Both hydrocodone and oxycodone can have serious side effects. If you experience changes to heartbeat, have trouble breathing, develop hives, or experience other concerning symptoms call your healthcare provider immediately.


Both oxycodone and hydrocodone are considered to have serious risks. That is why they are classified as Schedule II drugs. It’s important to be aware of the risks and discuss them openly with your healthcare provider.


The biggest risk of oxycodone and hydrocodone is addiction. Both drugs carry an important warning about their potential to be habit-forming. If you or any of your household members have a history of substance use disorder or addiction, have a candid conversation with your healthcare provider about whether oxycodone or hydrocodone are right for you.

People who misuse these drugs by taking them more often than prescribed are at risk for overdose. Symptoms of an overdose include:

  • Shallow, slow, or difficult breathing that may progress to stopping breathing
  • Sleepiness, progressing to an inability to respond or wake up
  • Slow heart rate that may progress to cardiac arrest
  • Muscle weakness
  • Cold, clammy skin

If you have a prescription for oxycodone and hydrocodone, talk to your healthcare provider about getting Narcan. This is an emergency nasal spray that can be used to reverse opioid overdose. 

In March 2023, the Food and Drug Administration (FDA) approved Narcan Nasal Spray as an over-the-counter (OTC) emergency treatment for opioid overdose.

Drug Interactions

Oxycodone and hydrocodone have many drug interactions. You should tell your healthcare provider about any prescription drugs or supplements you take. You should also tell them about your alcohol use. They may recommend not drinking while you are taking oxycodone and hydrocodone.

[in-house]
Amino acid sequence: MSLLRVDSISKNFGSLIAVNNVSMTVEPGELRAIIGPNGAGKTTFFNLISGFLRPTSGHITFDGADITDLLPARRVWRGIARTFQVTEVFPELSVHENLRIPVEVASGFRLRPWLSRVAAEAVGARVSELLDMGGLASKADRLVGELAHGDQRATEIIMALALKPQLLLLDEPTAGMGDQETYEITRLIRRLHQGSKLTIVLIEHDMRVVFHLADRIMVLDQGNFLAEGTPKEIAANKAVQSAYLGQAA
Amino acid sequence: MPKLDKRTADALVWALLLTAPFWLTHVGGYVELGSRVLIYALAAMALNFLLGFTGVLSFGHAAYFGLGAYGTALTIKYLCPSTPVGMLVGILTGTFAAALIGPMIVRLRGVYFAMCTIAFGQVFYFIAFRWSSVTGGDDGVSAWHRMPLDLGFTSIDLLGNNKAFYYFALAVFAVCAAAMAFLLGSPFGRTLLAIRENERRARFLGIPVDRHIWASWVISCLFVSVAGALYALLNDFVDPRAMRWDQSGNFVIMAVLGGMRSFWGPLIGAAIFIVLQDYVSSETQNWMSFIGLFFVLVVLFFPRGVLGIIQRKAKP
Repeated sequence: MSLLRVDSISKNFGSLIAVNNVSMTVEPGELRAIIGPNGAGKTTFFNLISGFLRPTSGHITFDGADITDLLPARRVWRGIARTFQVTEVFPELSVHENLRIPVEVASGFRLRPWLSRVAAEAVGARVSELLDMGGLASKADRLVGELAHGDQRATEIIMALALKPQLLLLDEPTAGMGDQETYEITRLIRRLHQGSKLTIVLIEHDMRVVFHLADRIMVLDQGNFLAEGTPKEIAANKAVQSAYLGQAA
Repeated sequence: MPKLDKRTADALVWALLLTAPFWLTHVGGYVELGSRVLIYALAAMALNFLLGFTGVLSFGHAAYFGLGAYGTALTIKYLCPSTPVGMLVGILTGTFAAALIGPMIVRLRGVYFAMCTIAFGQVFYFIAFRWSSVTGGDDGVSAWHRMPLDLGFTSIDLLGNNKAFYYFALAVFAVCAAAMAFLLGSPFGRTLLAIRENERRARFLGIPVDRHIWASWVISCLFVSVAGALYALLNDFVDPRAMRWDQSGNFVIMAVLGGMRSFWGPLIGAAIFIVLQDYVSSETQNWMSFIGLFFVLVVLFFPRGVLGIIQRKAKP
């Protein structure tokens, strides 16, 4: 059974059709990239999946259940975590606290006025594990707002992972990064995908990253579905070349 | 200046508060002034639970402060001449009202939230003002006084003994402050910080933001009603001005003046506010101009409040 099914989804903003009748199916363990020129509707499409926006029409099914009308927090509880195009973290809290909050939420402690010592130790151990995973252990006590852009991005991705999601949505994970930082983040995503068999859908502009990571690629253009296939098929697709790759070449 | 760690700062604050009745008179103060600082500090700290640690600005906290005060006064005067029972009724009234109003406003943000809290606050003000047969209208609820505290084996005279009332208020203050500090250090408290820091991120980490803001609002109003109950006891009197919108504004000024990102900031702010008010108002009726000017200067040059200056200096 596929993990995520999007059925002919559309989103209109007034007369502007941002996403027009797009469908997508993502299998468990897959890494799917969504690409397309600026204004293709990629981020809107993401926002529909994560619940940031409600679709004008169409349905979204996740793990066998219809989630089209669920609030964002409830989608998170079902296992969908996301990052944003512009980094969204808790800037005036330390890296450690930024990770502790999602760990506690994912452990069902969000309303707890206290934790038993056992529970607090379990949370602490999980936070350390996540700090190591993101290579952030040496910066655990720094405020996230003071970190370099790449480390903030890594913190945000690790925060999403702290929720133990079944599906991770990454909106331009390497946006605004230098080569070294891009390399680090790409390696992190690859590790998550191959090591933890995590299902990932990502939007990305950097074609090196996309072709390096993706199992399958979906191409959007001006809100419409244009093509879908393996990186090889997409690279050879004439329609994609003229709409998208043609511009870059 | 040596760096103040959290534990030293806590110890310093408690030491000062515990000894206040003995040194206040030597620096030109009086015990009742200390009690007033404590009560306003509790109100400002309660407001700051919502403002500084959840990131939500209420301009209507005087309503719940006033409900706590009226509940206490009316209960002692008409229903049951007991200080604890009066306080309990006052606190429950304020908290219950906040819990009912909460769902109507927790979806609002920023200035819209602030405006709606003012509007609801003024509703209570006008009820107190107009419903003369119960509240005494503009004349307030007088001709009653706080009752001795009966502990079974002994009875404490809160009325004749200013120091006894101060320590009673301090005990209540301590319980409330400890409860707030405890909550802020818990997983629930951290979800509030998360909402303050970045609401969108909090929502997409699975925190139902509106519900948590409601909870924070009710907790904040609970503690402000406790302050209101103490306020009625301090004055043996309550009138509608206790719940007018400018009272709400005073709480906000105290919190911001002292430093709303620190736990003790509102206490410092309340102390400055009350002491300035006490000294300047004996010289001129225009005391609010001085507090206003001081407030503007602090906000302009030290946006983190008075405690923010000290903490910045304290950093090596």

The list of drugs that interact with oxycodone and hydrocodone is extensive. That’s why it’s important to tell your healthcare provider about all the medicines you’re taking. Here’s an overview of some common drugs that interact with oxycodone and hydrocodone:


If you’ve been taking hydrocodone or oxycodone for a while, your body can become dependent on the medications. You should never stop taking them suddenly because if you do, you can experience withdrawal. Talk with your healthcare provider about how to safely stop taking painkillers


Hydrocodone and oxycodone are opioid pain relievers used to treat moderate or severe pain. Both medications carry a serious risk for dependence and addiction. Because of that, they should only be used short term.

Before taking these medications, tell your healthcare provider about any medication you take, including vitamins and supplements. Talk about your alcohol use and how to safeguard yourself against opioid overdose. 

Frequently Asked Questions

  • Which is stronger, oxycodone or hydrocodone?

    Studies show that the two medications provide similar pain relief. Hydrocodone doses are taken less often, but when taken as prescribed, these drugs have similar strengths. 

  • Is hydrocodone the same as oxycodone?

    Hydrocodone and oxycodone are extremely similar. They are both synthetic opioid pain relievers that work by changing how the brain and neurological system process pain. 

  • What are some alternatives to opioids for pain relief?

    There are many options for non-opioid pain relief. These include nonsteroidal anti-inflammatory drugs (NSAIDs) like Advil (ibuprofen), Tylenol, antidepressants, anticonvulsants, physical therapy, cognitive therapy, and more. 

9 Sources
Verywell Health uses only high-quality sources, including peer-reviewed studies, to support the facts within our articles. Read our editorial process to learn more about how we fact-check and keep our content accurate, reliable, and trustworthy.
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  7. Chang, A. K., Bijur, P. E., Holden, L., & Gallagher, E. J. Comparative analgesic efficacy of oxycodone/acetaminophen versus hydrocodone/acetaminophen for short-term pain management in adults following ED discharge. Academic Emergency Medicine. 2015. doi.org/10.1111/acem.12813

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By Kelly Burch
Kelly Burch is has written about health topics for more than a decade. Her writing has appeared in The Washington Post, The Chicago Tribune, and more.